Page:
To live content with small means. To seek elegance rather than luxury, and refinement rather than fashion. To be worthy not respectable, and wealthy not rich. To listen to stars and birds and babes and sages with an open heart. To work hard, think quietly, act frankly, talk gently, await occasions. Never hurry. In a word, to let the spiritual, the unbidden and the unconscious rise up through the common. This is my symphony.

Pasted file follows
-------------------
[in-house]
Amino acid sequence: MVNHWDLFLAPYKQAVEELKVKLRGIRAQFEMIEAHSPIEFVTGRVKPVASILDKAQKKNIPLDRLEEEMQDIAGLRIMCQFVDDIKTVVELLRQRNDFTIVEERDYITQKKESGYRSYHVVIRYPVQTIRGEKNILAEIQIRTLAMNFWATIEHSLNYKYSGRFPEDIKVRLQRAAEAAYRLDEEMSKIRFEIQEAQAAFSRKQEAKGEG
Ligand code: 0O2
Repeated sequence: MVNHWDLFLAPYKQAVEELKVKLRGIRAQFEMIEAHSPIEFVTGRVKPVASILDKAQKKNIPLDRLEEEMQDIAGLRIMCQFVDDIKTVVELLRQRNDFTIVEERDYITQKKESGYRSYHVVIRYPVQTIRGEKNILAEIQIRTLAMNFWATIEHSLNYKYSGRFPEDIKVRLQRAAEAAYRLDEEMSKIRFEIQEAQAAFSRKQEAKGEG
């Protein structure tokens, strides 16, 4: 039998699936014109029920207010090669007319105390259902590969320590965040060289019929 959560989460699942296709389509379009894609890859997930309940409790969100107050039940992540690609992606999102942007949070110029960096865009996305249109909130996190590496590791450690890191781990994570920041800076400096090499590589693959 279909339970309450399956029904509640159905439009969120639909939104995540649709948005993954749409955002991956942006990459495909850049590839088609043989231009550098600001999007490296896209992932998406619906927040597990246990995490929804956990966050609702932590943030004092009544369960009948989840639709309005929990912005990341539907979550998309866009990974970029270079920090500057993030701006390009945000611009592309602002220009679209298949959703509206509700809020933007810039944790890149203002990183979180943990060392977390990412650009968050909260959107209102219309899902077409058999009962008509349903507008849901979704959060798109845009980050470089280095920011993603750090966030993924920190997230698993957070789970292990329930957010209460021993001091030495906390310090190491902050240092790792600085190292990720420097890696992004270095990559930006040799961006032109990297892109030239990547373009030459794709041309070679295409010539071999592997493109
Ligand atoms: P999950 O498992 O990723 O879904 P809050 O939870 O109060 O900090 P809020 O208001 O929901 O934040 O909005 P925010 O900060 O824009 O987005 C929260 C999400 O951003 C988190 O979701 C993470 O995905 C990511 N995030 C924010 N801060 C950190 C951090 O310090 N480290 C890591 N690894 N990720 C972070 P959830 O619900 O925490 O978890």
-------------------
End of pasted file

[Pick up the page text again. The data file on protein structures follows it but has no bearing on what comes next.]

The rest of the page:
To make bread or love, to dig in the earth, to feed an animal or cook for a stranger—these activities require no extensive commentary, no lucid theology. All they require is someone willing to bend, reach, chop, stir. Most of these tasks are so full of pleasure that there is no need to complicate things by calling them holy. And yet these are the same activities that change lives, sometimes all at once and sometimes more slowly, the way dripping water changes stone. In a world where faith is often construed as a way of thinking, bodily practices remind the willing that faith is a way of life.
∆ Barbara Brown Taylor